This old war tactic is valid for troubleshooting as well. If you have a complex system, you will often need to isolate problem areas by disconnecting unrelated equipment. For example, when attempting to isolate a problem with a lighting console, it's a good idea to disconnect the peripheral devices such as printers, remote focus units, extra keyboards, graphics tablets, etc. By doing this, you lessen the number of variables which can effect your efforts. As you break a system down to its simplest components by removing the non-essential parts, you gain confidence in the remaining items. You may also discover that some of the components you disconnect are interacting and causing the problem you are trying to solve. Your task then becomes one of discovering which part effects others when it's added to the system.

    Change only one thing at a time  
    Sometimes, it's tempting to replace all the parts that might be causing a problem all at once. This strategy seldom results in a solution and will not help you pin point the source of the problem.As a general rule, change one component of the system and then look for different behavior. If the problem remains exactly the same, you changed the wrong part. If the problem is corrected, you get your dinner break. If the problem remains, but now has different characteristics, you may have replaced part of the problem. Sometimes, multiple problems perturb one another.  The result is a confusing set of symptoms.  Try to associate each different symptom with a specific part of the system and then address each symptom separately.Keep a record of your efforts as you progress. This will not only prevent you from repeating yourself, but will be useful information to recount if you need to involve someone else in the repair process.Change a component only once.Although this sounds odd, I have seen people replace the same circuit board five or six times without changing the nature of the problem. It's really unlikely that a replacement part will have exactly the same failure characteristics as the one it replaced. If you have changed a part and the problem remains unchanged, move on to something else. It's true that a replacement part may be defective, but replacing the same part should be considered a last resort solution.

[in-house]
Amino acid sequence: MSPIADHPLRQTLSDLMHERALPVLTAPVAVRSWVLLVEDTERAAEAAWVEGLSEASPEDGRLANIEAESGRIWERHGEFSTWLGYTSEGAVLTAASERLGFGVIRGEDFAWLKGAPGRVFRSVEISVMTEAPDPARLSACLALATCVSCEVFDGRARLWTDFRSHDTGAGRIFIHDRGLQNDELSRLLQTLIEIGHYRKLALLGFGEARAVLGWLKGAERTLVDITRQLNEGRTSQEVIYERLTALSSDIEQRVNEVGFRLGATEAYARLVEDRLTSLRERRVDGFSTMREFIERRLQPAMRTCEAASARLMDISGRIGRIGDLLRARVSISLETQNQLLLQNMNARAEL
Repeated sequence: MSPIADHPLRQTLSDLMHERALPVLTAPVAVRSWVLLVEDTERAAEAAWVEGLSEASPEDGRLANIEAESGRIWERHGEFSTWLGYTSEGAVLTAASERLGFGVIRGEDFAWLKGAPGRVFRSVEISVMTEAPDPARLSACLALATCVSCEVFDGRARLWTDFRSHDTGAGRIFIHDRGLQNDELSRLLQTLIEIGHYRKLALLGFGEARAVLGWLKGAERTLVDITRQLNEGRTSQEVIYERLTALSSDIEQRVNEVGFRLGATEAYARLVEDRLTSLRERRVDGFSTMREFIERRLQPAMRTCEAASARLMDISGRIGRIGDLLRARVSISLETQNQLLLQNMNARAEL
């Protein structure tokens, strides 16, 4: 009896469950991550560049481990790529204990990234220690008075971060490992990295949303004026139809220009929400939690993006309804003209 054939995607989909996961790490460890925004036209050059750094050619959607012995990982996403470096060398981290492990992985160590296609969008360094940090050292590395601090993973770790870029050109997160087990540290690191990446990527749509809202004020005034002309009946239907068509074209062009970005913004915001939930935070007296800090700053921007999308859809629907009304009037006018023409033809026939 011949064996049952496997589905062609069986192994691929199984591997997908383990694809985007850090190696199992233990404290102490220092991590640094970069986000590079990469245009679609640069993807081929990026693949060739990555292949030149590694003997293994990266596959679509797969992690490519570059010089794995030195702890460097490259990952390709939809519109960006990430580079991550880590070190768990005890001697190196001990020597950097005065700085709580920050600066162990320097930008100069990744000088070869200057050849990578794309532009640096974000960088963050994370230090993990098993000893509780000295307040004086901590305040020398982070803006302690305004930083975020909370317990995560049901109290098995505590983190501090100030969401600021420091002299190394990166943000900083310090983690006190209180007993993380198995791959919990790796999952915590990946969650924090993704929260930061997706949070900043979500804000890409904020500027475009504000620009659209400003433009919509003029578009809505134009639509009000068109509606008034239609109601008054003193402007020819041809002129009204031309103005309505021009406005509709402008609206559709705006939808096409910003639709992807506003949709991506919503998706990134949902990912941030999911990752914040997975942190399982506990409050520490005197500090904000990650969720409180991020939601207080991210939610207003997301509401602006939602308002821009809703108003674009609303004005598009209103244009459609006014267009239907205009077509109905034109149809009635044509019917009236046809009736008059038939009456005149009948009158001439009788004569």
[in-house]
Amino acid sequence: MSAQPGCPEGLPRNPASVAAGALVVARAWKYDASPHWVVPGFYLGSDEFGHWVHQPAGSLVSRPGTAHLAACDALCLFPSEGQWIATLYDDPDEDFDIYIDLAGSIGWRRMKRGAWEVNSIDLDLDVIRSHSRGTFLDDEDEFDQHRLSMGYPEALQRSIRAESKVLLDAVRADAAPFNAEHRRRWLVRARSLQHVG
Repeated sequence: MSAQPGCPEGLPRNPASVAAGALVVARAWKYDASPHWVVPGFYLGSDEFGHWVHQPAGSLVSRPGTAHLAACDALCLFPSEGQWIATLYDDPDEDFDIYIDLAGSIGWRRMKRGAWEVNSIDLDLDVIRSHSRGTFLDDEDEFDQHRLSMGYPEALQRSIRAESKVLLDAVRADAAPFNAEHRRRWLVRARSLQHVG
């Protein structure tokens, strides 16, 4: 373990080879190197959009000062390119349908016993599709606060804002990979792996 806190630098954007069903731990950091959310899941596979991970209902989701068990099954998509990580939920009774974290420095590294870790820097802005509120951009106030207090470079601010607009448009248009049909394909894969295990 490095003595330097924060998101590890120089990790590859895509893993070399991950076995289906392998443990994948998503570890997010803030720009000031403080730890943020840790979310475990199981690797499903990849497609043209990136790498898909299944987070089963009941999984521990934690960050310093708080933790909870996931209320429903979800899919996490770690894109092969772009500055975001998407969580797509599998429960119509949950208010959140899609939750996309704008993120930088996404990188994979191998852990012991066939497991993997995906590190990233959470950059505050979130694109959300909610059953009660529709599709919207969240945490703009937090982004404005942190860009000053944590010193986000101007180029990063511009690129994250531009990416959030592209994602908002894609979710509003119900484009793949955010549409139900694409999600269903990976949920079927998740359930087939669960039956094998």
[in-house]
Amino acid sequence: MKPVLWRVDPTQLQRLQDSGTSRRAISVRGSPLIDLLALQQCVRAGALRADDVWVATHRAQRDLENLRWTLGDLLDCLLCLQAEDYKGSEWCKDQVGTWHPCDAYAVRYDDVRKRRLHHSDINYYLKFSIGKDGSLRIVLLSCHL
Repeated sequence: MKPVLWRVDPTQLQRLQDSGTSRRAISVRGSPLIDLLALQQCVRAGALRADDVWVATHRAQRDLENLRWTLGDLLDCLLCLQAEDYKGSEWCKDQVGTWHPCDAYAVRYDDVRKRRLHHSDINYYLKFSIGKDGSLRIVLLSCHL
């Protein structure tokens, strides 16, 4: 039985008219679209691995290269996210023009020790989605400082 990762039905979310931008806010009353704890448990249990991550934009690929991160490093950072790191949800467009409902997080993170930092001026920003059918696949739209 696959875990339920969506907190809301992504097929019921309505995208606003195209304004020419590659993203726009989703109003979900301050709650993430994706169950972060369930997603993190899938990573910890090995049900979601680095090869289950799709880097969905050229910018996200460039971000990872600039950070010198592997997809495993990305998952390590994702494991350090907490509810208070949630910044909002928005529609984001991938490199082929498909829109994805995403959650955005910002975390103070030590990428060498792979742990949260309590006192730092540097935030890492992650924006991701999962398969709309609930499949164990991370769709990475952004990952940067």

Have the right tool for the job
    There's no substitute for a good tool. Even so, your kit doesn't need to make Norm Abrams and Tim Allen envious. Having the right set of tools for the systems you are working on is all that's necessary. If you think about the kind of work and troubleshooting you are likely to be doing, you can develop a kit that's right for you.

    Maintain focus and set priorities
    While going through the motions of any sort of troubleshooting, I try to keep two other concepts in mind. These help to keep your sanity and get things back on line as efficiently as possible.Whenever you are trying to locate the source of a technical problem, always stay focused on the goal of solving the problem. It is all too easy to get diverted by minor or unrelated problems. Before taking any action it's good to confirm in your mind that what you are doing will help to move you closer to solving the problem at hand. In the rushed atmosphere that accompanies most productions, you will be presented with multiple technical challenges at the same time. When this happens, be sure to firmly establish your priorities. Making sure the production sound system is fully operational is probably more important than having pleasant music in the lobby. If you are the only person available to address such problems, knowing which one to attack first is key. You can only work one issue at a time so chose carefully and follow through on one problem before moving on to another.

    Calling for help